|Not filed under "valuable new studies": Leg-compression CPR|
I just wrote about EMS and cervical spine trauma. However, a new study deserves attention for a few important reasons.
First, it describes a simple method of assessment. Second, it "fits" with common sense.
Lastly, one of the co-authors is a Bridgeport Hospital ER doc!
|Dr Althoff (Note: does not usually dress like the Unabomber at work)|
There has been a lot of discussion about how to "clear" the potential cervical-spine injury in the field. Some people like the simplicity of the NEXUS criteria, while other think that the Canadian C-Spine Rule (CCR) is more sensitive, and thus safer.
The use of these rules, though, can get complicated and confusing, with people arguing over how to define "intoxication" (when using NEXUS), or what is a "dangerous mechanism" (when using the CCR). Also, if the patient describes paresthesias, or insists that their neck is tender, despite an exceedingly minor mechanism, you may be obligated to immobilize.
Researchers at the University of Virginia decided to try a different approach - instead of examining the patient who has been in a MVC, how about just examining the car?
|The stupidest clip-art I could find with Google Image|
The "Glass Intact Assure Safe Cervical Spine Protocol" study
The researchers used a national database of MVCs that had been reported to police, where at least one of the vehicles had been towed from the scene. The vehicle had all received a complete, systematic survey for damage afterwards by the NASS investigators, using both crash-scene photos and reports collected by police, as well as direct inspection of the vehicles. In addition, federal researchers combed over medical records to determine whatever injuries the occupants had suffered.
The Virginia researchers then looked at a subset of the patients in the national database:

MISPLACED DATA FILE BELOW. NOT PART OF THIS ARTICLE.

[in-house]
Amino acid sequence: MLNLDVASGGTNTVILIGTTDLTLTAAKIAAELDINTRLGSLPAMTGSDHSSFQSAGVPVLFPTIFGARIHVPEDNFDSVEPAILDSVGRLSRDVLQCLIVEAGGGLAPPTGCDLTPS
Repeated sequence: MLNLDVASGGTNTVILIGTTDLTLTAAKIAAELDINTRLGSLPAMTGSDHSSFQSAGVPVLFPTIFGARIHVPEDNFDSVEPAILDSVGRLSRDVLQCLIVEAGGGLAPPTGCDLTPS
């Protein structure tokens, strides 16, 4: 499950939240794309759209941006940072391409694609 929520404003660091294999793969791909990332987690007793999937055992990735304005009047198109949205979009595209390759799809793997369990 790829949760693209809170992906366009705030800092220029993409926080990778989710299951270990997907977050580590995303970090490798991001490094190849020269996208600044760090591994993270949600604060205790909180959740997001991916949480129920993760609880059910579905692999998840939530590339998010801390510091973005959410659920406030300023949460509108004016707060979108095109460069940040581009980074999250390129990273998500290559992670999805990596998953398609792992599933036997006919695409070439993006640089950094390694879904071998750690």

- Ages 16-60,
- Had been wearing setbelt,
- Airbags did not deploy,
- All the car windows were intact
Well, it wasn't many. Out of 7639 drivers or passengers who met the "GLASS" criteria, only 6 had an unstable cervical spine fracture - that's 0.008%. Really, really infrequent.
Is this protocol ready to use?
Not quite yet, but it's promising.
Keep in mind that this used a retrospective design, and a prospective design might look better or worse. And although there were very few injuries, they were serious. Here's a breakdown of those few, unlucky, patients with a spine injury after their minor (to us) MVC:
It's tough to draw any conclusions about these "potentially-missed" neck injuries You might be tempted to pay special attention to middle-aged females, but the (very, very) small sample really doesn't let us conclude much.
Nonetheless, the negative predictive value (or NPV) is astoundingly reassuring, with a confidence interval 99.86% to 99.98%. That's about identical to the NEXUS rule-out criteria, and much better than many other rules in emergency medicine (e.g. the PERC rule).
Perhaps the biggest strength of the study is the number of MVCs studied. There is no way that the Virginia researchers could have investigated 14,000 MVCs on their own. Although you always have to worry about the quality of any one individual data-point in such studies, the mass of data enables us to identify important effects that would not be identified in smaller (although supposedly more high-quality) studies.
The Bottom Line
The next time you pull up to an MVC, and you see all the car windows intact, you can check the results for yourself.
But you still better go ahead and talk to the patient and do a physical exam!
Questions for one of the authors?
I've talked with Dr Althoff about this study on a number of occasions, EMS spinal care in general, and also future directions for research in this area. If you have questions about this study, or a related topic, send in a comment!